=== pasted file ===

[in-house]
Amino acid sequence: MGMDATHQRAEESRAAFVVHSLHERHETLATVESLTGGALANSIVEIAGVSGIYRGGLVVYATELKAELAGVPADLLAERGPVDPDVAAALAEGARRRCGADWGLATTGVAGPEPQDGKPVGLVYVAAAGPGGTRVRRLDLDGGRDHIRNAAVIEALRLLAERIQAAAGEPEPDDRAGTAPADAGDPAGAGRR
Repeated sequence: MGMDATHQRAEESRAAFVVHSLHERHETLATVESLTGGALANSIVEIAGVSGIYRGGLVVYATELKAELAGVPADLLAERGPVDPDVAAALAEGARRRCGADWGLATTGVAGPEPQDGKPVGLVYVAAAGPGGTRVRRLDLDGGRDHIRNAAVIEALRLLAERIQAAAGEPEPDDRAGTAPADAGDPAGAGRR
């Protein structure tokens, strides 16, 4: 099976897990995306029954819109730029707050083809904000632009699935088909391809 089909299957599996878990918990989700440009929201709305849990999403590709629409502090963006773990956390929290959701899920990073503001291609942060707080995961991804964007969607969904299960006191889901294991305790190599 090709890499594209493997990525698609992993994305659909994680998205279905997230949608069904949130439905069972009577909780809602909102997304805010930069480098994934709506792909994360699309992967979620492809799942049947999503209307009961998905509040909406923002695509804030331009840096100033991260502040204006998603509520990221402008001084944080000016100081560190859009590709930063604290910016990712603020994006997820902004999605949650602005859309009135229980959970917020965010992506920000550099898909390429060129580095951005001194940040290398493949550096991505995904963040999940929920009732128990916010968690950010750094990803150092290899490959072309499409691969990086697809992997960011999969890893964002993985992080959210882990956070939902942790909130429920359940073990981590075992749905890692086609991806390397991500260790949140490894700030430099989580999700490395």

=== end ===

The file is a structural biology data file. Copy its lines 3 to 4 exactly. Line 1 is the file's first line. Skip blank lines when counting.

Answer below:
Repeated sequence: MGMDATHQRAEESRAAFVVHSLHERHETLATVESLTGGALANSIVEIAGVSGIYRGGLVVYATELKAELAGVPADLLAERGPVDPDVAAALAEGARRRCGADWGLATTGVAGPEPQDGKPVGLVYVAAAGPGGTRVRRLDLDGGRDHIRNAAVIEALRLLAERIQAAAGEPEPDDRAGTAPADAGDPAGAGRR
């Protein structure tokens, strides 16, 4: 099976897990995306029954819109730029707050083809904000632009699935088909391809 089909299957599996878990918990989700440009929201709305849990999403590709629409502090963006773990956390929290959701899920990073503001291609942060707080995961991804964007969607969904299960006191889901294991305790190599 090709890499594209493997990525698609992993994305659909994680998205279905997230949608069904949130439905069972009577909780809602909102997304805010930069480098994934709506792909994360699309992967979620492809799942049947999503209307009961998905509040909406923002695509804030331009840096100033991260502040204006998603509520990221402008001084944080000016100081560190859009590709930063604290910016990712603020994006997820902004999605949650602005859309009135229980959970917020965010992506920000550099898909390429060129580095951005001194940040290398493949550096991505995904963040999940929920009732128990916010968690950010750094990803150092290899490959072309499409691969990086697809992997960011999969890893964002993985992080959210882990956070939902942790909130429920359940073990981590075992749905890692086609991806390397991500260790949140490894700030430099989580999700490395």